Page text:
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Thursday, 3 May 2012

Virtual Teams Challenges And Solutions | Leading Virtually

Virtual Teams Challenges And Solutions

Posted in December 1st, 2008
The Leading Virtually blog contains many articles that virtual team leaders are likely to find useful for effective team performance. In this page, we have taken our blog posts and organized them on the basis of issues that virtual teams face during different stages of their lifecyle. Specifically, we describe the different stages of a virtual teams lifecycle and, for each stage, we identify the issues that a virtual team faces, actions it could take to address those issues, and Leading Virtually blog posts or items that cover those issues.
Stage 0: Pre-launch Reality Check
Before you decide to launch a virtual team project, we recommend that you check the existence of relevant resources, support, and conditions for your project.
Issue: Factors external to the project as well as nature of the work to be accomplished can a priori determine whether the project  is likely to succeed or fail.
Action step:
Evaluate the availability of resources and support that your planned virtual team project would need to succeed (e.g., appropriate collaboration technology, champion, training). Also evaluate the nature of the work to be accomplished.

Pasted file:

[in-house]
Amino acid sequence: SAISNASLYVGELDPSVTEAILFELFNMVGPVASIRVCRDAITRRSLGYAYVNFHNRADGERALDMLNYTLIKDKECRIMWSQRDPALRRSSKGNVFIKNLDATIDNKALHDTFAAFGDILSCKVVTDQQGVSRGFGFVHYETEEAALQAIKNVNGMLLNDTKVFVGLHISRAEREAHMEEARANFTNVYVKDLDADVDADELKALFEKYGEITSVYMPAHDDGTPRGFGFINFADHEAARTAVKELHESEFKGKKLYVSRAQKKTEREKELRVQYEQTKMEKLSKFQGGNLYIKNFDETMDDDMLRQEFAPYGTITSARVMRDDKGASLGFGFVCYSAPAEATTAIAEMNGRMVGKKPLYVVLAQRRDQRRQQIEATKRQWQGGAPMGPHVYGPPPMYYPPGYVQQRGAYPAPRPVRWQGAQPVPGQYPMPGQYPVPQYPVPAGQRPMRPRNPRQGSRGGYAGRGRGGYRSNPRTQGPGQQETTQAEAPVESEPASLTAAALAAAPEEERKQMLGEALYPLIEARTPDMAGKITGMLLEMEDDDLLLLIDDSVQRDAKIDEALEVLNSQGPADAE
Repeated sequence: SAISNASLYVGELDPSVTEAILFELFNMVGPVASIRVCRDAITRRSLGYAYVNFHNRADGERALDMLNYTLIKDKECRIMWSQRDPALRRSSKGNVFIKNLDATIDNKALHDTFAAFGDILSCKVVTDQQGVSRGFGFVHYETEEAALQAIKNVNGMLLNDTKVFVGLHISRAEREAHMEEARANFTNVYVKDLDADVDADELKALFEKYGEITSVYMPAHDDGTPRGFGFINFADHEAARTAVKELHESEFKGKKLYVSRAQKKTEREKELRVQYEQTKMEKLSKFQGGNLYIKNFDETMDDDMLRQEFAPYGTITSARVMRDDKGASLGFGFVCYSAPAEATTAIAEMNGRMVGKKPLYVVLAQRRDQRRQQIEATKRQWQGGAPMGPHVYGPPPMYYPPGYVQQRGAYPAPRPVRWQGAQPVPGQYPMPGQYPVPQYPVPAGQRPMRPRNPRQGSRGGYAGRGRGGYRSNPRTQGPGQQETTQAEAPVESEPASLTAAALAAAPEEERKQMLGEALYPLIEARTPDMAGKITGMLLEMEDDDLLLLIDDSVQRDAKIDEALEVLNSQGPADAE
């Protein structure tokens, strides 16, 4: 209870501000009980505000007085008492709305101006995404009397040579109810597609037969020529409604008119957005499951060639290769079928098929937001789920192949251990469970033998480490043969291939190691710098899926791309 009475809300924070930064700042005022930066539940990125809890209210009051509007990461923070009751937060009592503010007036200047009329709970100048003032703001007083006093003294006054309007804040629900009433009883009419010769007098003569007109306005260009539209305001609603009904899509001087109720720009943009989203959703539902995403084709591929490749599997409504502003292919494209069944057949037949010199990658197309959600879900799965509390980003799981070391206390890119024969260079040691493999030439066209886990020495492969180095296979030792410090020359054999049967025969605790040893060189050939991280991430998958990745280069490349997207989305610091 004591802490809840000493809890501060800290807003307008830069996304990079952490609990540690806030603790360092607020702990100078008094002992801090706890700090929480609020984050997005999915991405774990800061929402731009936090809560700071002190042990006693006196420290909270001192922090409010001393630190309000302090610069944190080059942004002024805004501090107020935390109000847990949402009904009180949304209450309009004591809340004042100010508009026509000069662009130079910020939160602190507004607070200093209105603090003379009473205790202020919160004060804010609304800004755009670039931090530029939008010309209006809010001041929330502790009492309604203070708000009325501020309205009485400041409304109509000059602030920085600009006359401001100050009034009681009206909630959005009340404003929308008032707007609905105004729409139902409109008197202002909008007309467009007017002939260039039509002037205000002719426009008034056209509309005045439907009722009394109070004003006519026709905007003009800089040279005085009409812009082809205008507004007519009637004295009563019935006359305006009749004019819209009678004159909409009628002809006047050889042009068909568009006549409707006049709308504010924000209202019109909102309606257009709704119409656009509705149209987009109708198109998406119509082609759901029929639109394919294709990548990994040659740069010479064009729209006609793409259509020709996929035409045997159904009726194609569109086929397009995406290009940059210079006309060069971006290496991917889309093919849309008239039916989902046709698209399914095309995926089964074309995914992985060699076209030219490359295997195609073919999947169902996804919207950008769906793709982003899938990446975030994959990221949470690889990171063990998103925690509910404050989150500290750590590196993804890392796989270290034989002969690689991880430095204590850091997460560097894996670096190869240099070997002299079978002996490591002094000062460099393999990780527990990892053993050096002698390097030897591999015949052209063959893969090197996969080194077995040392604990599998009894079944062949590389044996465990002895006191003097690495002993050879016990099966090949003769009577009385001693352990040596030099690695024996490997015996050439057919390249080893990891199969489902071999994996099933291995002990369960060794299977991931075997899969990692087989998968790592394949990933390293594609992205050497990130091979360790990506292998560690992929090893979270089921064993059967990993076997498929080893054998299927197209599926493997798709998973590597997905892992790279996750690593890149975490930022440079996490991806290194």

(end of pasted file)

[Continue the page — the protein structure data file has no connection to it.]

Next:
Related blog posts:
Virtual Teams – Beneficial or Detrimental, Confessions of a Telecommuter, So You Think You’d Like to Telecommute?
Issue: Leading in virtual teams is different from leading in face-to-face teams.
Action step:
Learn what it will take to succeed as a virtual team’s leader.
Related blog posts:
Leading in Face-to-face Teams versus Virtual Teams
Stage 1: Launching the Virtual Team Project
The first stage of a virtual team consists of the launching of the project. Selecting team members is certainly an issue faced in this stage. Once team members are selected, the focus during this stage is on getting team members acquainted with one another and preparing them for the specific challenges of working virtually. While most virtual team members are very capable workers, at this stage most teams benefit greatly from the facilitation of a team leader.
Issue: Having the right set of competent and dedicated team members can be a large factor in making or breaking a project.
Action step: Use project requirements to determine necessary skills. Be sure to give importance to the capability to work virtually.
Related blog posts:
Recruiting for Virtual Collaboration and Virtual Teams
Issue: It is not easy for virtual team members to get to know one another.
Action step: Schedule a kickoff session; use an ice-breaker to help team members get to know one another.
Related blog items: Sample ice-breaker
Issue: Team members are uncertain about the project, including what it is about, how it fits with their roles and expectations, and how it is connected to organizational goals.
Action step: Present an overview of the project, including description, key stakeholders, and benefits/rewards from the project.